When you scroll, the first thing that appears is the heart rate screen. When you open it, you will know your pulse at that precise moment (it takes a few seconds to register it, you must wait until the icon stops blinking), along with the average of your resting pulse. This resting pulse, instead of being the lowest register during the day, is the average of your pulse at the times when you are not moving.
If you press the radio button you will access a graph of the last 4 hours, along with the lowest and highest record for that time period.
This data will be recorded throughout the day, and since your clock is connected to the mobile application, it will be synchronized throughout the day and can be found both in the app and on the web.
The logging rate is variable to help save battery power. When there is movement, the clock will log data every few minutes. If there is no movement (e.g. at night), it can take more than an hour between logs. But on a day-to-day basis the logging is much more constant.
But perhaps the most important part is the ability to keep track of your daily averages. By monitoring this data you can tell if you are overtraining or about to get sick, in which case the trend will increase.
Nevertheless, if you want to know more details about the resting heart rate, you can click on this link.
The step and activity data will also be synchronised to Garmin Connect and accessible on the web, not just from the clock, and can be viewed as a daily activity or a report.
As for the sleep analysis, it is quite basic: simply a summary of periods of light and deep sleep, which you identify depending on your movements while you are asleep.
In short, all the features you'll find on any activity monitor in the Garmin range, with the exception of the raised floors (as it doesn't have a barometric altimeter), which is an important addition to a watch in this range.
Notifications and connectivity options
The Garmin Forerunner 35 displays notifications on your mobile phone, like the vast majority of watches today, provided the manufacturer is up to the task (Fitbit) or they manage to solve all the problems present with some operating systems (Suunto with Android).
FR35 continues the same path as Forerunner 25, displaying the phone's notifications on the clock screen as soon as it is received.
But as with the above, the new Forerunner inherits the menu structure from its big brothers. So now you no longer have to go to a notifications sub-menu to access the previous notifications, but there's a dedicated widget for that purpose. Simply press the scroll button twice and you'll be able to see all the pending notifications.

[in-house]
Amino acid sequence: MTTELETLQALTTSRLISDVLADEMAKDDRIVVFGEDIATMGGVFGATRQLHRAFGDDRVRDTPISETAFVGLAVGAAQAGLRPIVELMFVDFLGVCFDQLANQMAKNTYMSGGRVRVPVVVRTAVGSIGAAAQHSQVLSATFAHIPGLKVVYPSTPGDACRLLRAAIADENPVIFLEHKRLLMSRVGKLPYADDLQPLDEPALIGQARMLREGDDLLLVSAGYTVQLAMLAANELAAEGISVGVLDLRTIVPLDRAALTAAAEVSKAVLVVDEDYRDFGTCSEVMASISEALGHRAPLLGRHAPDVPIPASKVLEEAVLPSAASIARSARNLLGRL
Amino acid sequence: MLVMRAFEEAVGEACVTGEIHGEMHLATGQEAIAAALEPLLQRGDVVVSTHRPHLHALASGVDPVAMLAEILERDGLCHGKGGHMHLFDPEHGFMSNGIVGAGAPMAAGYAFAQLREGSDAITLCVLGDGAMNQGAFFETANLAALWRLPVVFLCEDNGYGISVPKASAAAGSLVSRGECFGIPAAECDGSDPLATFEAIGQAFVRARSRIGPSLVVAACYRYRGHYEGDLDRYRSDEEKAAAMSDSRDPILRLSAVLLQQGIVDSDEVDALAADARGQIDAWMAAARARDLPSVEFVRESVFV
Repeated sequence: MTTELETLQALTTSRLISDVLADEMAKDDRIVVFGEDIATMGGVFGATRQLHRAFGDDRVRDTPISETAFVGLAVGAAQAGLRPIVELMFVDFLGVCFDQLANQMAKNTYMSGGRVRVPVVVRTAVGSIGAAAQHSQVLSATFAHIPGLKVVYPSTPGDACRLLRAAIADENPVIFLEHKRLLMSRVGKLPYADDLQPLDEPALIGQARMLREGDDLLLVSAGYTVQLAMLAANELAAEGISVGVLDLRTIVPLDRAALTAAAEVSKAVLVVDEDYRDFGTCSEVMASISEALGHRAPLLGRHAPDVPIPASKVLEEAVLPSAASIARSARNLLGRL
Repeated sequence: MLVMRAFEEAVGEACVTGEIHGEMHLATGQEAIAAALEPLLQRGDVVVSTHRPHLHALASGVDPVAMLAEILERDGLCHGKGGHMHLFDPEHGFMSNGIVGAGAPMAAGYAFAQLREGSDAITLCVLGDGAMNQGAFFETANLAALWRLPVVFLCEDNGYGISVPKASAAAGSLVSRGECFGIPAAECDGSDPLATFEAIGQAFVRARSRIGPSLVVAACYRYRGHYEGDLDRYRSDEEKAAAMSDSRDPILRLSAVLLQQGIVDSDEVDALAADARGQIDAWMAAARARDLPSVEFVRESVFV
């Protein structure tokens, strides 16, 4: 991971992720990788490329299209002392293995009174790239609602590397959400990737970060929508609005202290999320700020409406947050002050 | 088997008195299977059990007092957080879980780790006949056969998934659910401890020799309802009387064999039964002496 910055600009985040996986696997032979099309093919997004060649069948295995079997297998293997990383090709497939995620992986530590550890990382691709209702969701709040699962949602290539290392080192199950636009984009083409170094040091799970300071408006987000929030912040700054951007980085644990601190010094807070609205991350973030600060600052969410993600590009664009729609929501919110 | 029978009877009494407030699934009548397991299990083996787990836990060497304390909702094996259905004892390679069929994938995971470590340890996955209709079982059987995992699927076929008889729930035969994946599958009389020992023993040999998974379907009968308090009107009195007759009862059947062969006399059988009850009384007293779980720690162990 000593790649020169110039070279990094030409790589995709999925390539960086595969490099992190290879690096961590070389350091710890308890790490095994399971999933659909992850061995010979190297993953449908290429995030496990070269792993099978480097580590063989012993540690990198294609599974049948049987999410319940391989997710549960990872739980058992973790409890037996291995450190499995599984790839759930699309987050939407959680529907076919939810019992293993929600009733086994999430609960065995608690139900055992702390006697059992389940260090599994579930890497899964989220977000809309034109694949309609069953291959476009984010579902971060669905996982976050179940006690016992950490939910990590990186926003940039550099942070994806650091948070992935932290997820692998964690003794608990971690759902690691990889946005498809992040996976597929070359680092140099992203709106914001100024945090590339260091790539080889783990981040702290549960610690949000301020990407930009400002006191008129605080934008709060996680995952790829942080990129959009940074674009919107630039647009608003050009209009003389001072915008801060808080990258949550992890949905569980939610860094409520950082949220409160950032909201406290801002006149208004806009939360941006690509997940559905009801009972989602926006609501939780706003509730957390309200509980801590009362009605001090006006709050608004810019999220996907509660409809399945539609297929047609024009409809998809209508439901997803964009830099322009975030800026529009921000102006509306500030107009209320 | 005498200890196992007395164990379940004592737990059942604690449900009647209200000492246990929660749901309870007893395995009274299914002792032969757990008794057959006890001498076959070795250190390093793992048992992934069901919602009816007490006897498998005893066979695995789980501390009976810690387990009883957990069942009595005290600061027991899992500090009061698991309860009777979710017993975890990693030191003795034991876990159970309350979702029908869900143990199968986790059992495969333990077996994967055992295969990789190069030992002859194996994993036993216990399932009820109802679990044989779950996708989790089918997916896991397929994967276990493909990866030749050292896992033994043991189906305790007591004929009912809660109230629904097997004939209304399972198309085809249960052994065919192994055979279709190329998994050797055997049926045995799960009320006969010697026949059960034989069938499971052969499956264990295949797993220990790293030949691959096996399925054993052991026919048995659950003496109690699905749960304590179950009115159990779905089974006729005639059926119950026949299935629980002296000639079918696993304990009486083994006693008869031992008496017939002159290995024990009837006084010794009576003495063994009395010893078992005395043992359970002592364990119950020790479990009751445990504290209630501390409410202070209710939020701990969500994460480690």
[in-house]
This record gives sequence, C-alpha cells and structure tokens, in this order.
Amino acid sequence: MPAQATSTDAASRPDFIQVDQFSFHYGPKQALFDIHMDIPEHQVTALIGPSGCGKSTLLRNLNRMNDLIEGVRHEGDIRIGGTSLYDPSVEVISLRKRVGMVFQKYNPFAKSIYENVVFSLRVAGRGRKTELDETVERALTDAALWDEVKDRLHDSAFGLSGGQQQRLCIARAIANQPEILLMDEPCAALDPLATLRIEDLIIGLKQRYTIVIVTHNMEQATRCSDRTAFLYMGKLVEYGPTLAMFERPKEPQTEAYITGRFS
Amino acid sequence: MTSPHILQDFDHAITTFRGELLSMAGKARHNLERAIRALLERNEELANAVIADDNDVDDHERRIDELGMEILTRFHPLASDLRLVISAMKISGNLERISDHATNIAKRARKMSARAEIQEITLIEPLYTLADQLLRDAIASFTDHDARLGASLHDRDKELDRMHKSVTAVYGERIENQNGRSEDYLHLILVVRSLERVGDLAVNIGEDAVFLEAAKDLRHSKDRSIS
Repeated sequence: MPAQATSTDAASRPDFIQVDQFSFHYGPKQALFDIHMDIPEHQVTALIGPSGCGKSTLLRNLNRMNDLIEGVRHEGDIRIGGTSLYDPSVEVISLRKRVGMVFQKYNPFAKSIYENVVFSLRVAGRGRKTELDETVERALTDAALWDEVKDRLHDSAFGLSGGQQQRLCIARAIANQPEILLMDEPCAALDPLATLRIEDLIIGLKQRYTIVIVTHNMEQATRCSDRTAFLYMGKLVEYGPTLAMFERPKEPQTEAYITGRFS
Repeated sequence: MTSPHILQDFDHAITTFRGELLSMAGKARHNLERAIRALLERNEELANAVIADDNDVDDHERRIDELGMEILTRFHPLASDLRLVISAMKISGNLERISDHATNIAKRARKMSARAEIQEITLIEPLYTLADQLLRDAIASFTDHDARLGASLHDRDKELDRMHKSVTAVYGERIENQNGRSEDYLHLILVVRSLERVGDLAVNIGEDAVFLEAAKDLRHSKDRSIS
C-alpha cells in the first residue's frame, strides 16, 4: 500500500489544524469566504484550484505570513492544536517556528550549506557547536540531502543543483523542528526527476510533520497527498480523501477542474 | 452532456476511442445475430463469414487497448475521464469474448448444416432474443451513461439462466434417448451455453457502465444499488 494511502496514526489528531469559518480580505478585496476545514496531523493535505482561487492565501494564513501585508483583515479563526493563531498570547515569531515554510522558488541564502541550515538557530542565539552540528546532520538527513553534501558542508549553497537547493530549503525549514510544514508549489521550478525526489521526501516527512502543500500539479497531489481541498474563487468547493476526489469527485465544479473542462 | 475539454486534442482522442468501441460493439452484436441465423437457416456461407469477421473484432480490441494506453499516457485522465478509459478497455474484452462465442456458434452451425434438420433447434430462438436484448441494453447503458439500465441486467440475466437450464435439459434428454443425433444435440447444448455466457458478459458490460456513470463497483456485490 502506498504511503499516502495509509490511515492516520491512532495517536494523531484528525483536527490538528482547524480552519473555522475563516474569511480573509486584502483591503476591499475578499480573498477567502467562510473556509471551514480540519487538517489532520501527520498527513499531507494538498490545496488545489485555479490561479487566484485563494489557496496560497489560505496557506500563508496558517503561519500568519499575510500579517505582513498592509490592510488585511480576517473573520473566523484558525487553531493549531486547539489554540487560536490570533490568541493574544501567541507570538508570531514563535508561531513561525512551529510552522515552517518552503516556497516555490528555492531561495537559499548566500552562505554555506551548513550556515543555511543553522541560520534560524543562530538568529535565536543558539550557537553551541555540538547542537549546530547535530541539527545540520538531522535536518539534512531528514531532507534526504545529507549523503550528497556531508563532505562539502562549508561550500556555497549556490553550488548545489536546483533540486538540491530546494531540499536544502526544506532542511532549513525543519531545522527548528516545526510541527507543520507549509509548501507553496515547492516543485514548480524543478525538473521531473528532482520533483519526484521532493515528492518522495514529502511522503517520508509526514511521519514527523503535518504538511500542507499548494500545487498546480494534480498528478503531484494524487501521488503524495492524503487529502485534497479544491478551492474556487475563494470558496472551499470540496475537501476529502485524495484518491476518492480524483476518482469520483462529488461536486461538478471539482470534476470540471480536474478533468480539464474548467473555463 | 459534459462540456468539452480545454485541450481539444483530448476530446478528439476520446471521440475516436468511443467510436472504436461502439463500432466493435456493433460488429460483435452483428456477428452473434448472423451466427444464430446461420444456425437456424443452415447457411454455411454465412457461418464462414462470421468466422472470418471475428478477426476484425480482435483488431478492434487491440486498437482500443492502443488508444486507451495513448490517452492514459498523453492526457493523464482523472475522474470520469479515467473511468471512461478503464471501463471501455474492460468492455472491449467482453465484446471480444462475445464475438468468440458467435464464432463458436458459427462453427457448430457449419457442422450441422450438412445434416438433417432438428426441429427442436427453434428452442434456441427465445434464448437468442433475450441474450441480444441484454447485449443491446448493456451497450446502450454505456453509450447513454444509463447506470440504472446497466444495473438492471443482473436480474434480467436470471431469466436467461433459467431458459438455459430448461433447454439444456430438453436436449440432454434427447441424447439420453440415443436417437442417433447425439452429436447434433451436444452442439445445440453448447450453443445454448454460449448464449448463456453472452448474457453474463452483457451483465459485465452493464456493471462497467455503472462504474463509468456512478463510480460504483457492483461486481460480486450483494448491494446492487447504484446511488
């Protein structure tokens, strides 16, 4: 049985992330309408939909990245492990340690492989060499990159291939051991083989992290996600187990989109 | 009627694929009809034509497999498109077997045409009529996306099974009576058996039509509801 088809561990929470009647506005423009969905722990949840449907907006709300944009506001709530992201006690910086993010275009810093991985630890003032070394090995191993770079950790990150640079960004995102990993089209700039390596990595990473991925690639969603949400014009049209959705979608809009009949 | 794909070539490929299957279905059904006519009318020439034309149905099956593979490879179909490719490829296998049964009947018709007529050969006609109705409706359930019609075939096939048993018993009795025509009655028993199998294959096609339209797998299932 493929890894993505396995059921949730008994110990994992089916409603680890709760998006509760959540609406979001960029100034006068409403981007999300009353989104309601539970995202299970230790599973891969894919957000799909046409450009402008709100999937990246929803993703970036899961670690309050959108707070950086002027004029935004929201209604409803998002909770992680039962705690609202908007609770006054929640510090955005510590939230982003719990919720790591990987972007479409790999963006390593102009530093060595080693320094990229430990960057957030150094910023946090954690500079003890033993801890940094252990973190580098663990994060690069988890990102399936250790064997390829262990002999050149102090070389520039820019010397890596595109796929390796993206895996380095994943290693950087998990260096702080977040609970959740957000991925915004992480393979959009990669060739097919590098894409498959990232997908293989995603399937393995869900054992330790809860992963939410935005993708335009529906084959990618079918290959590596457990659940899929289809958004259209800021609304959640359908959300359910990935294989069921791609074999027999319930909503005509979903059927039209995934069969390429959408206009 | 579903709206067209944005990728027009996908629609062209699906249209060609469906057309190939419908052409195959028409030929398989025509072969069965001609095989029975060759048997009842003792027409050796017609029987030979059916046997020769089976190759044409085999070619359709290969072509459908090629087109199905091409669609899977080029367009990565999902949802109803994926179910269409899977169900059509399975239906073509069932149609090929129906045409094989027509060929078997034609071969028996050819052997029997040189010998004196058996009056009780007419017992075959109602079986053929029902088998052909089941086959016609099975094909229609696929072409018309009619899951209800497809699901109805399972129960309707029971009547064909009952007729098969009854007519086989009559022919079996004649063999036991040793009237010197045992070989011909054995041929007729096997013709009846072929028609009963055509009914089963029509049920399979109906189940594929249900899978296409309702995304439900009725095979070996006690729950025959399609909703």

The notifications you want to see on the clock can be configured from the phone's application. In Garmin Connect, you can select which ones will be shown on the clock screen. So if there are applications you don't want to receive notifications from (WhatsApp or Twitter, for example), simply unchecking it in the menu will be enough.
And it all works because the watch is permanently connected via Bluetooth Smart to your mobile phone (compatible with Android, iOS and even Windows Mobile). This connection not only displays notifications, but also allows you to automatically synchronize all your activities, both workouts and activity monitor.
It even allows LiveTrack, allowing you to send your training data to family or friends.
Optical heart rate sensor
The main new feature of the Forerunner 35 is the inclusion of the Garmin Elevate optical pulse sensor - the same sensor that Garmin has been adding to its devices since it was first introduced on the wrist a year ago. Vivosmart HRIt is a less voluminous version, which was first seen in the 735XT.
You have already seen in the activity monitor section that this sensor will provide you with heart rate data throughout the day. In addition, you can also use Forerunner 35 as an external pulse sensor for another device, via ANT+. For example, it will allow you to send heart rate data to a cycling unit (such as a Edge 520This option is activated from the pulse data widget, and when it is running you will not be able to access the clock menu or record an activity.
The display will only show the pulses together with the time of day and the indication that it is transmitting the pulse data.
But the important thing is the behaviour of the sensor. During these weeks of testing I have been able to confirm that there are not many differences from the last time I tested the sensor on the 735XT, and that it has certainly improved over time since it was first introduced. But it is still not perfect,
Here are a few examples comparing their performance with other sensors, both optical and traditional chest sensors.
I'll start with a short activity, but with three strong intervals. As you can see the start is always complicated, for all the sensors. Even for the sensor in the chest.
But once the body has warmed up and I'm in a cruising rhythm, all three sensors line up perfectly. Here Forerunner 35 works perfectly throughout the entire activity, including the interval work periods, which is where the Garmin Elevate sensor has always performed the worst.
In this case it is the Scosche sensor (traditionally one of the best on the market) that suffers in the first interval, nailing the rest of the training along with the other two.